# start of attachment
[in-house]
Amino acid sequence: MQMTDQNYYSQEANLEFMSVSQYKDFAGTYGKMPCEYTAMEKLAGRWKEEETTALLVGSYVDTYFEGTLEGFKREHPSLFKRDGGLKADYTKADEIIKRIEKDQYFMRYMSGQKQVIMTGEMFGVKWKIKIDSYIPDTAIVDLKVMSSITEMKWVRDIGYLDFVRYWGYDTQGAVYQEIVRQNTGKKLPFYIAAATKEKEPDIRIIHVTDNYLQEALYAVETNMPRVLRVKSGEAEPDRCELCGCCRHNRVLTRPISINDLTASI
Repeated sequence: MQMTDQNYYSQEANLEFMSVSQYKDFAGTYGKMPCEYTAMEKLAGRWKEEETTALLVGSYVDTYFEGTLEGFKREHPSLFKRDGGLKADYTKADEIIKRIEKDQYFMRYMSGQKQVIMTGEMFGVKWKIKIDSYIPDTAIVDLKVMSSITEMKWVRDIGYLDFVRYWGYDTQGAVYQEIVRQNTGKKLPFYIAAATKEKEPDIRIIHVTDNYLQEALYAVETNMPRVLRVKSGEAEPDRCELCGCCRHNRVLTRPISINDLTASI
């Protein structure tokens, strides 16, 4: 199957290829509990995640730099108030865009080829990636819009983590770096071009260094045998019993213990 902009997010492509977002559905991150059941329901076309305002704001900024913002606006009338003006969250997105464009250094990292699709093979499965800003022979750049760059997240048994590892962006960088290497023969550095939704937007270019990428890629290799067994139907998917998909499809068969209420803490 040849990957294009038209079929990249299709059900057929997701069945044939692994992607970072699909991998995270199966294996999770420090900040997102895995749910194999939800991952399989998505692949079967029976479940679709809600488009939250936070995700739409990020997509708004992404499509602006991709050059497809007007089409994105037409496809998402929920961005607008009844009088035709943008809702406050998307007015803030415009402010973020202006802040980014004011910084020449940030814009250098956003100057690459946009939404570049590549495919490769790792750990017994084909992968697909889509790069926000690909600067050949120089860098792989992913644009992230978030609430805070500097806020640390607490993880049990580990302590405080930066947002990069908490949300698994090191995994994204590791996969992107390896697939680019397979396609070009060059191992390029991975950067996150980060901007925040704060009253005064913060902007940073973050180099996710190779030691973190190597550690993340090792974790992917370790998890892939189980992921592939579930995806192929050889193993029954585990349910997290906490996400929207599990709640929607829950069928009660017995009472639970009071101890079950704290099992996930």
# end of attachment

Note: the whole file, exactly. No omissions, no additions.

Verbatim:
[in-house]
Amino acid sequence: MQMTDQNYYSQEANLEFMSVSQYKDFAGTYGKMPCEYTAMEKLAGRWKEEETTALLVGSYVDTYFEGTLEGFKREHPSLFKRDGGLKADYTKADEIIKRIEKDQYFMRYMSGQKQVIMTGEMFGVKWKIKIDSYIPDTAIVDLKVMSSITEMKWVRDIGYLDFVRYWGYDTQGAVYQEIVRQNTGKKLPFYIAAATKEKEPDIRIIHVTDNYLQEALYAVETNMPRVLRVKSGEAEPDRCELCGCCRHNRVLTRPISINDLTASI
Repeated sequence: MQMTDQNYYSQEANLEFMSVSQYKDFAGTYGKMPCEYTAMEKLAGRWKEEETTALLVGSYVDTYFEGTLEGFKREHPSLFKRDGGLKADYTKADEIIKRIEKDQYFMRYMSGQKQVIMTGEMFGVKWKIKIDSYIPDTAIVDLKVMSSITEMKWVRDIGYLDFVRYWGYDTQGAVYQEIVRQNTGKKLPFYIAAATKEKEPDIRIIHVTDNYLQEALYAVETNMPRVLRVKSGEAEPDRCELCGCCRHNRVLTRPISINDLTASI
């Protein structure tokens, strides 16, 4: 199957290829509990995640730099108030865009080829990636819009983590770096071009260094045998019993213990 902009997010492509977002559905991150059941329901076309305002704001900024913002606006009338003006969250997105464009250094990292699709093979499965800003022979750049760059997240048994590892962006960088290497023969550095939704937007270019990428890629290799067994139907998917998909499809068969209420803490 040849990957294009038209079929990249299709059900057929997701069945044939692994992607970072699909991998995270199966294996999770420090900040997102895995749910194999939800991952399989998505692949079967029976479940679709809600488009939250936070995700739409990020997509708004992404499509602006991709050059497809007007089409994105037409496809998402929920961005607008009844009088035709943008809702406050998307007015803030415009402010973020202006802040980014004011910084020449940030814009250098956003100057690459946009939404570049590549495919490769790792750990017994084909992968697909889509790069926000690909600067050949120089860098792989992913644009992230978030609430805070500097806020640390607490993880049990580990302590405080930066947002990069908490949300698994090191995994994204590791996969992107390896697939680019397979396609070009060059191992390029991975950067996150980060901007925040704060009253005064913060902007940073973050180099996710190779030691973190190597550690993340090792974790992917370790998890892939189980992921592939579930995806192929050889193993029954585990349910997290906490996400929207599990709640929607829950069928009660017995009472639970009071101890079950704290099992996930």